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The stability behaviour of a thin-film superconductor under a localized release of thermal disturbance is investigated. Two-dimensional conjugate film/substrate conduction equation with anisotropic thermal conductivity of the film, and Joule heat are employed to investigate effects of substrate and thermal properties on the intrinsic stability and quenching recovery. To consider the thermal boundary resistance between film and substrate, an interfacial-layer model (ILM) with very low diffusivity and an acoustic mismatch model (AMM) are employed. Results show that the thermal boundary resistance influences strongly the intrinsic stability. Thermal boundary resistance increases intrinsic stability if the thermal conductivity of the substrate or the disturbance energy is large. Higher Biot numbers and thermal conductivity ratios of film to substrate in longitudinal direction influence stability favorably. We demonstrate also that operation of a film/substrate system, such as YBCO/MgO, is either intrinsically stable or irrecoverably unstable.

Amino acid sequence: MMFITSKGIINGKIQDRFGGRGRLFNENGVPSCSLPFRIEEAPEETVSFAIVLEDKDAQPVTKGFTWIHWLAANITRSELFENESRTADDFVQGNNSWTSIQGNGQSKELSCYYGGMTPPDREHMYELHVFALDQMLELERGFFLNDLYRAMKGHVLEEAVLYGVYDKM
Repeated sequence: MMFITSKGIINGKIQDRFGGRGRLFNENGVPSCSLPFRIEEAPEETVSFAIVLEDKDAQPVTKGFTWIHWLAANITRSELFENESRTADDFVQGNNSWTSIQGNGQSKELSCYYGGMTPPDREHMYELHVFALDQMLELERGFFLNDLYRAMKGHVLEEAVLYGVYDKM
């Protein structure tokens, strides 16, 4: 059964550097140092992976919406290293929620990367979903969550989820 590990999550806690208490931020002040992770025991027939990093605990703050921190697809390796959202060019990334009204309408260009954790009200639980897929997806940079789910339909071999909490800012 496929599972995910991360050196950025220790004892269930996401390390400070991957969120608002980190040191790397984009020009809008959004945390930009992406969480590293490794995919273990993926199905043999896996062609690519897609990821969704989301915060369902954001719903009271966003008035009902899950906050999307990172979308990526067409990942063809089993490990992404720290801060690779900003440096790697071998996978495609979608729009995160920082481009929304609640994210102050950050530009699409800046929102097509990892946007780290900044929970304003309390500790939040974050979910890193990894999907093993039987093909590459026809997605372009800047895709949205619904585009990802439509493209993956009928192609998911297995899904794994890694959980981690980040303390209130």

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Abstract  

The amphoteric acid-base behavior of hydrous zirconium oxide (HZO) was investigated by titrating HZO with 0.05M HNO3 and NaOH at constant ionic strength. The sorption of strontium from 0.05M NaNO3 solution was measured as a function of pH. Abrupt increase in sorption was observed at the equilibrium pH of 9. The experimental titration and strontium sorption data on HZO were evaluated using the constant capacitance model (CCM) and diffuse double layer model (DLM). Various model parameters of Surface Complexation Models (SCM) were estimated, numerically, by non-linear regression. Modeling the sorption and speciation of Sr2+ on HZO indicated that the hydrolysis of Sr2+ to lower charged SrOH+ is the pre-requisite for the abrupt sorption behavior at pH 9.